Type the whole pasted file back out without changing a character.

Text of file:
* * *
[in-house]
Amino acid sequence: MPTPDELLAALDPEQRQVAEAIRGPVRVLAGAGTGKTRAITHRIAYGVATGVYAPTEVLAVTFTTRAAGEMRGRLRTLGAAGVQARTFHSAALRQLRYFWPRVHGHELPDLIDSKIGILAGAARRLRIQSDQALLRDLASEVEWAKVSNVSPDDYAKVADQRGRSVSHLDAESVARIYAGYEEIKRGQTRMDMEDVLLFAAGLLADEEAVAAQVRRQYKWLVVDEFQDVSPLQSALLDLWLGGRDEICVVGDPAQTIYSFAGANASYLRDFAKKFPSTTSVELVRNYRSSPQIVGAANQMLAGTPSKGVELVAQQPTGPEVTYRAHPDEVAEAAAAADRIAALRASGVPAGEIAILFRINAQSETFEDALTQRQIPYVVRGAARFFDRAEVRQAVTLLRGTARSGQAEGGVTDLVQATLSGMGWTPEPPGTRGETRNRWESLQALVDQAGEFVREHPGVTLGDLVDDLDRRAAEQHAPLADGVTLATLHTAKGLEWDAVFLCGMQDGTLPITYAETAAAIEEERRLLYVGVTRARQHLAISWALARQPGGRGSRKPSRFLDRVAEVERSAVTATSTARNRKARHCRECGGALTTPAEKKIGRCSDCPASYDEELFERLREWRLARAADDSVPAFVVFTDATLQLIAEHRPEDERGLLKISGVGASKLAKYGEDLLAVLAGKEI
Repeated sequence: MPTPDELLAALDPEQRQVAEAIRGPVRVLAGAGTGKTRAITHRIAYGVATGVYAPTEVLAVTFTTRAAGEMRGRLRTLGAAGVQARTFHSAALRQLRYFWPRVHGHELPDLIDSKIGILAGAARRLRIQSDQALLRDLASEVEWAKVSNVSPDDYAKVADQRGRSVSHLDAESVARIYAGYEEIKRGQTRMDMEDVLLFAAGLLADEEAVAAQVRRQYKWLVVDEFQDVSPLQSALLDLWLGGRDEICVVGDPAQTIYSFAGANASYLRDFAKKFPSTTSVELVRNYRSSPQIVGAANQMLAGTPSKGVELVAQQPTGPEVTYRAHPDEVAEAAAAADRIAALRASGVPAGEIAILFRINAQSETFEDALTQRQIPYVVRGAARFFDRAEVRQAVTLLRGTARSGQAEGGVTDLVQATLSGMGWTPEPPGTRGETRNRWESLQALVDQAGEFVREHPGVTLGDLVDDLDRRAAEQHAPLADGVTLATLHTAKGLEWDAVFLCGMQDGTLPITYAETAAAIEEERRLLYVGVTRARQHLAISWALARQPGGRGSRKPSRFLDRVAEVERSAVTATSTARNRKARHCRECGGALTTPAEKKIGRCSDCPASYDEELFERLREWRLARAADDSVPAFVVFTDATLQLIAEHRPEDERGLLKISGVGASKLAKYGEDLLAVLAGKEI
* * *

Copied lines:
[in-house]
Amino acid sequence: MPTPDELLAALDPEQRQVAEAIRGPVRVLAGAGTGKTRAITHRIAYGVATGVYAPTEVLAVTFTTRAAGEMRGRLRTLGAAGVQARTFHSAALRQLRYFWPRVHGHELPDLIDSKIGILAGAARRLRIQSDQALLRDLASEVEWAKVSNVSPDDYAKVADQRGRSVSHLDAESVARIYAGYEEIKRGQTRMDMEDVLLFAAGLLADEEAVAAQVRRQYKWLVVDEFQDVSPLQSALLDLWLGGRDEICVVGDPAQTIYSFAGANASYLRDFAKKFPSTTSVELVRNYRSSPQIVGAANQMLAGTPSKGVELVAQQPTGPEVTYRAHPDEVAEAAAAADRIAALRASGVPAGEIAILFRINAQSETFEDALTQRQIPYVVRGAARFFDRAEVRQAVTLLRGTARSGQAEGGVTDLVQATLSGMGWTPEPPGTRGETRNRWESLQALVDQAGEFVREHPGVTLGDLVDDLDRRAAEQHAPLADGVTLATLHTAKGLEWDAVFLCGMQDGTLPITYAETAAAIEEERRLLYVGVTRARQHLAISWALARQPGGRGSRKPSRFLDRVAEVERSAVTATSTARNRKARHCRECGGALTTPAEKKIGRCSDCPASYDEELFERLREWRLARAADDSVPAFVVFTDATLQLIAEHRPEDERGLLKISGVGASKLAKYGEDLLAVLAGKEI
Repeated sequence: MPTPDELLAALDPEQRQVAEAIRGPVRVLAGAGTGKTRAITHRIAYGVATGVYAPTEVLAVTFTTRAAGEMRGRLRTLGAAGVQARTFHSAALRQLRYFWPRVHGHELPDLIDSKIGILAGAARRLRIQSDQALLRDLASEVEWAKVSNVSPDDYAKVADQRGRSVSHLDAESVARIYAGYEEIKRGQTRMDMEDVLLFAAGLLADEEAVAAQVRRQYKWLVVDEFQDVSPLQSALLDLWLGGRDEICVVGDPAQTIYSFAGANASYLRDFAKKFPSTTSVELVRNYRSSPQIVGAANQMLAGTPSKGVELVAQQPTGPEVTYRAHPDEVAEAAAAADRIAALRASGVPAGEIAILFRINAQSETFEDALTQRQIPYVVRGAARFFDRAEVRQAVTLLRGTARSGQAEGGVTDLVQATLSGMGWTPEPPGTRGETRNRWESLQALVDQAGEFVREHPGVTLGDLVDDLDRRAAEQHAPLADGVTLATLHTAKGLEWDAVFLCGMQDGTLPITYAETAAAIEEERRLLYVGVTRARQHLAISWALARQPGGRGSRKPSRFLDRVAEVERSAVTATSTARNRKARHCRECGGALTTPAEKKIGRCSDCPASYDEELFERLREWRLARAADDSVPAFVVFTDATLQLIAEHRPEDERGLLKISGVGASKLAKYGEDLLAVLAGKEI